By Joyce Reingold

As the influenza season converges with the COVID-19 pandemic, the message from medical professionals this year is more emphatic than ever: Get your darn flu shot already.
Dr. Andrew Savin, an internal medicine physician with the Bethesda Health Physician Group, a part of Baptist Health South Florida, is of a like mind.


8084735856?profile=RESIZE_180x180“I’m trying to tell patients, and I’m sure every physician is, to get the flu vaccine to decrease the risk that people are going to have to deal with two different infections — not necessarily at the same time, but making things very confusing for the patients, the health care providers, the family members. So, if any year is good to get a flu shot, it’s going to be this year and probably next year as well.”


During the 2018-19 flu season, the Centers for Disease Control and Prevention estimates the vaccine prevented 4.4 million cases of the flu, 2.3 million doctor visits, 58,000 hospitalizations and 3,500 deaths. But, getting the vaccine doesn’t mean you won’t get the flu — the CDC says vaccines have been 40%-60% effective in prior years.


“Every year, the flu virus is almost like something made out of Legos, and you replace one red piece with a yellow piece, or you may have one part sticking out that looks different than the other part,” Savin explained. “And what happens is every year it changes. Some years it might repeat, and some years it’ll be different for 10 years.


“And what we do is early in the flu season, across the world, we start figuring out what seems to be going across all the different countries. And we try to make it (the vaccine) in anticipation of what it’s going to be like the next season.”


Since flu season typically peaks between December and March, it’s still too early to know the efficacy of this year’s vaccine. But Savin said there’s no question it’s well worth the quick jab in the arm.


“Every once in a while, they’ll miss the right virus. And most of the time they get it and there’s some level of protection. And what I have found is that even if they don’t get it exactly right, the people who do get flu, even if they’ve had the vaccine, don’t get as sick. The people who I typically see who are the sickest are the ones who didn’t get any vaccine and it happens to be a pretty virulent year,” he said.


Savin said over the years, he’s heard a variety of reasons why people are still wary of the vaccine, most of which are “complete urban myths.”


One, for example, is that the vaccine gives you the flu.


“You’re not injecting people with the flu virus. You’re injecting them with little pieces of the flu virus, the parts that your immune system needs to attack. So, your body’s sort of making a little copy of that and making immunity to it, but it’s actually not reproducing in your body as a virus,” he said.


Others believe the vaccine is dangerous. “The number of problems with it, in terms of side effects and issues with patients, is I would say minimal compared to what I see when patients get the flu,” Savin said. “I have seen people get a sore arm. I’ve seen people sometimes get some aches and pains or low-grade fevers with it. Other than that, the number of patients who’ve ever really have bad problems with the flu shot is almost minuscule. … So, I really don’t get too concerned about it.”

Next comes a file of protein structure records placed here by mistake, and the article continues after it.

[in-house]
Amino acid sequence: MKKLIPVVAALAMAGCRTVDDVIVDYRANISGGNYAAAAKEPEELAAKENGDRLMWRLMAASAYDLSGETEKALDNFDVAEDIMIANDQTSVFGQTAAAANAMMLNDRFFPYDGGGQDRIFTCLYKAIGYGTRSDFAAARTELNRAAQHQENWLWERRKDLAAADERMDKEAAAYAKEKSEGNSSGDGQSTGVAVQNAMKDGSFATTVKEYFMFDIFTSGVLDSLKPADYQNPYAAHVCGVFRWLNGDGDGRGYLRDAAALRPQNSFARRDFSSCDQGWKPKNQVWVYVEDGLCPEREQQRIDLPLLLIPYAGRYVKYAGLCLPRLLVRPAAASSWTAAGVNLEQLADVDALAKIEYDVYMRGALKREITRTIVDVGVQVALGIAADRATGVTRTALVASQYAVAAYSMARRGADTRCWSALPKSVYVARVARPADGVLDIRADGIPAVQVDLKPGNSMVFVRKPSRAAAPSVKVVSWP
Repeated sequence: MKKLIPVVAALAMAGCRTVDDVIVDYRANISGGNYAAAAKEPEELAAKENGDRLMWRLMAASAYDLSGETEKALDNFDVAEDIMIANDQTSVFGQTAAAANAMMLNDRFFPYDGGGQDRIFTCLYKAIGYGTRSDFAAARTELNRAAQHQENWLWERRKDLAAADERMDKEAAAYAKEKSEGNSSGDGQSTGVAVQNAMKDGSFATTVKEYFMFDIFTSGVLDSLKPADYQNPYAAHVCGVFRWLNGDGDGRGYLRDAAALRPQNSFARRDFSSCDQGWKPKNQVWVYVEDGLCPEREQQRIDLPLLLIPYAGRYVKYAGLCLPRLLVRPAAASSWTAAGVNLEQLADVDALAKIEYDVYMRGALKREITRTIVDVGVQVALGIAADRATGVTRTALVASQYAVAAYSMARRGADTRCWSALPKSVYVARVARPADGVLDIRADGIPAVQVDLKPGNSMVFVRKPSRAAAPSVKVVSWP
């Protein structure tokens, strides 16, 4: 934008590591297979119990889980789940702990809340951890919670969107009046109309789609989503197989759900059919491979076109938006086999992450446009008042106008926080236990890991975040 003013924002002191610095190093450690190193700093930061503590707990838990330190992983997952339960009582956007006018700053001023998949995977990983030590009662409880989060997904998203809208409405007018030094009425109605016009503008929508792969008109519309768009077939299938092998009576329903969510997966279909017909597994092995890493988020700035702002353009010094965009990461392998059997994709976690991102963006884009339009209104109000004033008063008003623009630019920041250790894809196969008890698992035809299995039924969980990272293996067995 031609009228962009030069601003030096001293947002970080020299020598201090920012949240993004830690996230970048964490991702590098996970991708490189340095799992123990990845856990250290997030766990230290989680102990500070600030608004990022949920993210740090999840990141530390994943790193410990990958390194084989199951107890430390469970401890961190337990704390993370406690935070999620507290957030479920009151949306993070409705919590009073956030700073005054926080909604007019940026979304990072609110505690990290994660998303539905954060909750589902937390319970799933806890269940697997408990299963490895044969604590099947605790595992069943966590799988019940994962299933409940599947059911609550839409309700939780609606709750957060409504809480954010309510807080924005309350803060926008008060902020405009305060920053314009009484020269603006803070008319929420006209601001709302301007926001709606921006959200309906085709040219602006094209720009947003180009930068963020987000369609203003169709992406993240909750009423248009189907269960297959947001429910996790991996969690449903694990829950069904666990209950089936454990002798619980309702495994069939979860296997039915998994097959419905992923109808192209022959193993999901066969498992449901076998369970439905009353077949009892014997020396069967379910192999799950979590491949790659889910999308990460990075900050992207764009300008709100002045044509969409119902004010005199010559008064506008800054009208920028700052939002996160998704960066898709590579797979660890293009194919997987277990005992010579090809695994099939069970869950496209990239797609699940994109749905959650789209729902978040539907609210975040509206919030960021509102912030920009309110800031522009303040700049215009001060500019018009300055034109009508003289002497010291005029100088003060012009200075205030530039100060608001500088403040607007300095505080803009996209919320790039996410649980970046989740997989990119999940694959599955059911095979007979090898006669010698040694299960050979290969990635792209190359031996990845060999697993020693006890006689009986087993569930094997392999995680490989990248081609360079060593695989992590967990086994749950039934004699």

Given the presence of COVID-19, Savin said, this flu season finds us in “uncharted waters.” Still, he is optimistic, largely because of what we’ve learned during the pandemic.
“I’m seeing people are pretty much keeping themselves very protected, which I think means that people are probably going to get the flu less this year … they’re not going out and getting exposed to flu, which is pretty easy to catch in the environment,” he said. “Wearing a mask and going to Publix to pick up some things and leaving — the chances of getting influenza from that are really pretty low.”


Because the flu and the coronavirus, both highly contagious respiratory illnesses, may present with similar symptoms, Savin said testing, via nasal swabs, will be especially important this year.


“We just have to be really careful, use common sense and test people that we think need to be tested — and get everybody that flu shot.”

 

Getting a flu shot

If you haven’t had yours yet, the CDC says it’s not too late: “Vaccination can still be beneficial as long as flu viruses are circulating. If you have not been vaccinated by Thanksgiving (or the end of November), it can still be protective to get vaccinated in December or later. Flu is unpredictable and seasons can vary.”
You can get vaccinated at Publix, CVS and Walgreens — usually at no charge and sometimes with the bonus of a gift card — as well as at physicians’ offices and urgent care centers. Baptist Health offers free flu shots at its multiple urgent care locations. Or, plug your address into the nationwide VaccineFinder.org to see more options.
As always, check with your doctor first if you have any questions about getting a flu shot.

 

Flu symptoms
Fever or feeling feverish/chills *
Cough
Sore throat
Runny or stuffy nose
Muscle or body aches
Headaches
Fatigue
Some people may have vomiting and diarrhea, though this is more common in children than adults.
* It’s important to note that not everyone with the flu will get a fever.
Source: CDC

 

Joyce Reingold writes about health and healthy living. Send column ideas to joyce.reingold@yahoo.com.

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